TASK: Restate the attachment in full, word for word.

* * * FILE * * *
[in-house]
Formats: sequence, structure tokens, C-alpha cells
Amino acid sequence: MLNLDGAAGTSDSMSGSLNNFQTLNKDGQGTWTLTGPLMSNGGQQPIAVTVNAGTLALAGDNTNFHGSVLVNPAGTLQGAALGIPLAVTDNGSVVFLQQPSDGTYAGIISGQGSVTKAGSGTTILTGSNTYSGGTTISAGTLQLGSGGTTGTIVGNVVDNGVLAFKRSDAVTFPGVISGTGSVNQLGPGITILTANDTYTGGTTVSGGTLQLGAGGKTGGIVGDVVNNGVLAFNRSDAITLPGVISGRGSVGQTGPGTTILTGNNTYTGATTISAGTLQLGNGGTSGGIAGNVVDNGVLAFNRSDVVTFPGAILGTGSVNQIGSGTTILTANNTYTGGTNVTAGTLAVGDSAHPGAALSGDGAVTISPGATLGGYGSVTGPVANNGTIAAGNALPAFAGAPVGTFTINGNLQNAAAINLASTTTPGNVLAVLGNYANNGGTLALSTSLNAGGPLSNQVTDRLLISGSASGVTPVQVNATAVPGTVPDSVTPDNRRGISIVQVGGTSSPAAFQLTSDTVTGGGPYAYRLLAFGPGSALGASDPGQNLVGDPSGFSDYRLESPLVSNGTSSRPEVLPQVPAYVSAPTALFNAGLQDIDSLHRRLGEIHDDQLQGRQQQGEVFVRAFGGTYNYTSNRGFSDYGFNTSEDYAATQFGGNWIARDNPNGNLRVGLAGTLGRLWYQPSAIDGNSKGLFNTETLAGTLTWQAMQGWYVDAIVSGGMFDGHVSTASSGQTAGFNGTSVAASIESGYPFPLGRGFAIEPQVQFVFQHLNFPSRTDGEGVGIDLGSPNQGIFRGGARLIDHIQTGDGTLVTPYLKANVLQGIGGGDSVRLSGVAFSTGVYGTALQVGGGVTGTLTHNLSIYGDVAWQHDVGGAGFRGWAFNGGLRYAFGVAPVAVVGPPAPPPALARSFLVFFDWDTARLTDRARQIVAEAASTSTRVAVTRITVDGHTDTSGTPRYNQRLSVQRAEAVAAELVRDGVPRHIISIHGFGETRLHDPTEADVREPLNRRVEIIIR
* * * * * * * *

[in-house]
Formats: sequence, structure tokens, C-alpha cells
Amino acid sequence: MLNLDGAAGTSDSMSGSLNNFQTLNKDGQGTWTLTGPLMSNGGQQPIAVTVNAGTLALAGDNTNFHGSVLVNPAGTLQGAALGIPLAVTDNGSVVFLQQPSDGTYAGIISGQGSVTKAGSGTTILTGSNTYSGGTTISAGTLQLGSGGTTGTIVGNVVDNGVLAFKRSDAVTFPGVISGTGSVNQLGPGITILTANDTYTGGTTVSGGTLQLGAGGKTGGIVGDVVNNGVLAFNRSDAITLPGVISGRGSVGQTGPGTTILTGNNTYTGATTISAGTLQLGNGGTSGGIAGNVVDNGVLAFNRSDVVTFPGAILGTGSVNQIGSGTTILTANNTYTGGTNVTAGTLAVGDSAHPGAALSGDGAVTISPGATLGGYGSVTGPVANNGTIAAGNALPAFAGAPVGTFTINGNLQNAAAINLASTTTPGNVLAVLGNYANNGGTLALSTSLNAGGPLSNQVTDRLLISGSASGVTPVQVNATAVPGTVPDSVTPDNRRGISIVQVGGTSSPAAFQLTSDTVTGGGPYAYRLLAFGPGSALGASDPGQNLVGDPSGFSDYRLESPLVSNGTSSRPEVLPQVPAYVSAPTALFNAGLQDIDSLHRRLGEIHDDQLQGRQQQGEVFVRAFGGTYNYTSNRGFSDYGFNTSEDYAATQFGGNWIARDNPNGNLRVGLAGTLGRLWYQPSAIDGNSKGLFNTETLAGTLTWQAMQGWYVDAIVSGGMFDGHVSTASSGQTAGFNGTSVAASIESGYPFPLGRGFAIEPQVQFVFQHLNFPSRTDGEGVGIDLGSPNQGIFRGGARLIDHIQTGDGTLVTPYLKANVLQGIGGGDSVRLSGVAFSTGVYGTALQVGGGVTGTLTHNLSIYGDVAWQHDVGGAGFRGWAFNGGLRYAFGVAPVAVVGPPAPPPALARSFLVFFDWDTARLTDRARQIVAEAASTSTRVAVTRITVDGHTDTSGTPRYNQRLSVQRAEAVAAELVRDGVPRHIISIHGFGETRLHDPTEADVREPLNRRVEIIIR